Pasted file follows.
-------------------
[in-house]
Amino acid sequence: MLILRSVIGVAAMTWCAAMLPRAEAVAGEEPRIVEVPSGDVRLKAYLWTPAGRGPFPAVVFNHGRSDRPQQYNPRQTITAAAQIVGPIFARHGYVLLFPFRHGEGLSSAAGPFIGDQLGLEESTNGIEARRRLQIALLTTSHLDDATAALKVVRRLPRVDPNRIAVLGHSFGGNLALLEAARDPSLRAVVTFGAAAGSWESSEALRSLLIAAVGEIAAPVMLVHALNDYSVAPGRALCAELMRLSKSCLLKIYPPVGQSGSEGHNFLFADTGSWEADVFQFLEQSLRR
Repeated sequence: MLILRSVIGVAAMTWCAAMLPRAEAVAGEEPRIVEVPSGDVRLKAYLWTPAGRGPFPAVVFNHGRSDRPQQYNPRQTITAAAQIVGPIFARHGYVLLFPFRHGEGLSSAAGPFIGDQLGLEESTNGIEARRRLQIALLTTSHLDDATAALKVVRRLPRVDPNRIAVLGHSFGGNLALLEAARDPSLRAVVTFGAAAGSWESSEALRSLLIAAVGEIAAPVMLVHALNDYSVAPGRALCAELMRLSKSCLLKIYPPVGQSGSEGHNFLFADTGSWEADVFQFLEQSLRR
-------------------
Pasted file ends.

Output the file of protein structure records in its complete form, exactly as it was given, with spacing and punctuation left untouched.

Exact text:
[in-house]
Amino acid sequence: MLILRSVIGVAAMTWCAAMLPRAEAVAGEEPRIVEVPSGDVRLKAYLWTPAGRGPFPAVVFNHGRSDRPQQYNPRQTITAAAQIVGPIFARHGYVLLFPFRHGEGLSSAAGPFIGDQLGLEESTNGIEARRRLQIALLTTSHLDDATAALKVVRRLPRVDPNRIAVLGHSFGGNLALLEAARDPSLRAVVTFGAAAGSWESSEALRSLLIAAVGEIAAPVMLVHALNDYSVAPGRALCAELMRLSKSCLLKIYPPVGQSGSEGHNFLFADTGSWEADVFQFLEQSLRR
Repeated sequence: MLILRSVIGVAAMTWCAAMLPRAEAVAGEEPRIVEVPSGDVRLKAYLWTPAGRGPFPAVVFNHGRSDRPQQYNPRQTITAAAQIVGPIFARHGYVLLFPFRHGEGLSSAAGPFIGDQLGLEESTNGIEARRRLQIALLTTSHLDDATAALKVVRRLPRVDPNRIAVLGHSFGGNLALLEAARDPSLRAVVTFGAAAGSWESSEALRSLLIAAVGEIAAPVMLVHALNDYSVAPGRALCAELMRLSKSCLLKIYPPVGQSGSEGHNFLFADTGSWEADVFQFLEQSLRR